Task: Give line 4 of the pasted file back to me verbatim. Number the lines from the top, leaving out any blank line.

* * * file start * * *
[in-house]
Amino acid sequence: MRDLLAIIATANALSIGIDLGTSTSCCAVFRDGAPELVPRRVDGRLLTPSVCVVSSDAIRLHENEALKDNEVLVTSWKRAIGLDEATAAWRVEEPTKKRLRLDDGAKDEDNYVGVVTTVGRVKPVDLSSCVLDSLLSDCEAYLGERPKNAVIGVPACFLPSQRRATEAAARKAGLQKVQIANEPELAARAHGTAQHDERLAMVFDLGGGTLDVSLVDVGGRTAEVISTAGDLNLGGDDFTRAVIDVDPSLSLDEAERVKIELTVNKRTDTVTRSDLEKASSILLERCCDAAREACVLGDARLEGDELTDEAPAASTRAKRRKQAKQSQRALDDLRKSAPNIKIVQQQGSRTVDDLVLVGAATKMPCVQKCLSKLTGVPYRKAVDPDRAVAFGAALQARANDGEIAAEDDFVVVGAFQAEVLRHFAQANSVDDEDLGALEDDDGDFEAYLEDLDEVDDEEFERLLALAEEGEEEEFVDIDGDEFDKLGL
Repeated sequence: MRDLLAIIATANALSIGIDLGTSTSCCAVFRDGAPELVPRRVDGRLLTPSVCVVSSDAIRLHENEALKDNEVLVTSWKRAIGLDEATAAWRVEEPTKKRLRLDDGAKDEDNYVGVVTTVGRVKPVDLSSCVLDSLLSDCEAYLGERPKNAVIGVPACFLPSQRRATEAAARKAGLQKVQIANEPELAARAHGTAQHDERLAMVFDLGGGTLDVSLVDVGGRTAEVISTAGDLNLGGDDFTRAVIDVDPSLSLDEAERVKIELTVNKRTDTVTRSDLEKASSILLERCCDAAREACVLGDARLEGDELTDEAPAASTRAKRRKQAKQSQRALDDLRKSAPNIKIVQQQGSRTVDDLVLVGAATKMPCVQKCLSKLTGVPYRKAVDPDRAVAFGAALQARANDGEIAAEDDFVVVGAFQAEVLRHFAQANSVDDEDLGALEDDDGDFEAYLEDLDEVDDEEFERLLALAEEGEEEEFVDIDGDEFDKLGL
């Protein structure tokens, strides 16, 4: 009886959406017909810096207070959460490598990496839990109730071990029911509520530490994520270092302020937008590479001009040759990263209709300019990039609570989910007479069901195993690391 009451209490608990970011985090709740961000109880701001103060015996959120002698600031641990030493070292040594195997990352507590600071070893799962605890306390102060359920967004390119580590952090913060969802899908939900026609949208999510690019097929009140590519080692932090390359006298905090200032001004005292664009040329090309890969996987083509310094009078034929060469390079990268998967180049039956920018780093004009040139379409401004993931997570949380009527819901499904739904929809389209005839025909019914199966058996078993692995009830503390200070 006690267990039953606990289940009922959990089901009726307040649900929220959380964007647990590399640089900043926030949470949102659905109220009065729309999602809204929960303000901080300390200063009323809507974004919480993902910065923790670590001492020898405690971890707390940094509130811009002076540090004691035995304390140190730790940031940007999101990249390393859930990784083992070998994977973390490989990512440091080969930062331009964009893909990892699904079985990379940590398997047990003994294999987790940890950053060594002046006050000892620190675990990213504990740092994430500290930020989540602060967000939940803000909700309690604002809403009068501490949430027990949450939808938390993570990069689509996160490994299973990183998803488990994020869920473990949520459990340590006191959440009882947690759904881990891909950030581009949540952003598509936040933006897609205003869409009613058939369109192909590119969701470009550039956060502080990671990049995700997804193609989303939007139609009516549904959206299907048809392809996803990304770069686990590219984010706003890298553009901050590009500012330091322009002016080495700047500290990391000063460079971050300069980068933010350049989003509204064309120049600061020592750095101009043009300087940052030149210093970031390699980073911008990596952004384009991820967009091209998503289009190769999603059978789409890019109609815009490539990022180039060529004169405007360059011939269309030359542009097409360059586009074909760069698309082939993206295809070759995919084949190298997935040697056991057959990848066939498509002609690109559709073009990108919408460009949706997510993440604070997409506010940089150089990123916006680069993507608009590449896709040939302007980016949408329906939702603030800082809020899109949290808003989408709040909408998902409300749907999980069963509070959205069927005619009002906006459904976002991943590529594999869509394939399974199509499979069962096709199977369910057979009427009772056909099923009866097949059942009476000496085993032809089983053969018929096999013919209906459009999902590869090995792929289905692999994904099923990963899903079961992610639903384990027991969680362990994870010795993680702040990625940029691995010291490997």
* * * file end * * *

């Protein structure tokens, strides 16, 4: 009886959406017909810096207070959460490598990496839990109730071990029911509520530490994520270092302020937008590479001009040759990263209709300019990039609570989910007479069901195993690391 009451209490608990970011985090709740961000109880701001103060015996959120002698600031641990030493070292040594195997990352507590600071070893799962605890306390102060359920967004390119580590952090913060969802899908939900026609949208999510690019097929009140590519080692932090390359006298905090200032001004005292664009040329090309890969996987083509310094009078034929060469390079990268998967180049039956920018780093004009040139379409401004993931997570949380009527819901499904739904929809389209005839025909019914199966058996078993692995009830503390200070 006690267990039953606990289940009922959990089901009726307040649900929220959380964007647990590399640089900043926030949470949102659905109220009065729309999602809204929960303000901080300390200063009323809507974004919480993902910065923790670590001492020898405690971890707390940094509130811009002076540090004691035995304390140190730790940031940007999101990249390393859930990784083992070998994977973390490989990512440091080969930062331009964009893909990892699904079985990379940590398997047990003994294999987790940890950053060594002046006050000892620190675990990213504990740092994430500290930020989540602060967000939940803000909700309690604002809403009068501490949430027990949450939808938390993570990069689509996160490994299973990183998803488990994020869920473990949520459990340590006191959440009882947690759904881990891909950030581009949540952003598509936040933006897609205003869409009613058939369109192909590119969701470009550039956060502080990671990049995700997804193609989303939007139609009516549904959206299907048809392809996803990304770069686990590219984010706003890298553009901050590009500012330091322009002016080495700047500290990391000063460079971050300069980068933010350049989003509204064309120049600061020592750095101009043009300087940052030149210093970031390699980073911008990596952004384009991820967009091209998503289009190769999603059978789409890019109609815009490539990022180039060529004169405007360059011939269309030359542009097409360059586009074909760069698309082939993206295809070759995919084949190298997935040697056991057959990848066939498509002609690109559709073009990108919408460009949706997510993440604070997409506010940089150089990123916006680069993507608009590449896709040939302007980016949408329906939702603030800082809020899109949290808003989408709040909408998902409300749907999980069963509070959205069927005619009002906006459904976002991943590529594999869509394939399974199509499979069962096709199977369910057979009427009772056909099923009866097949059942009476000496085993032809089983053969018929096999013919209906459009999902590869090995792929289905692999994904099923990963899903079961992610639903384990027991969680362990994870010795993680702040990625940029691995010291490997």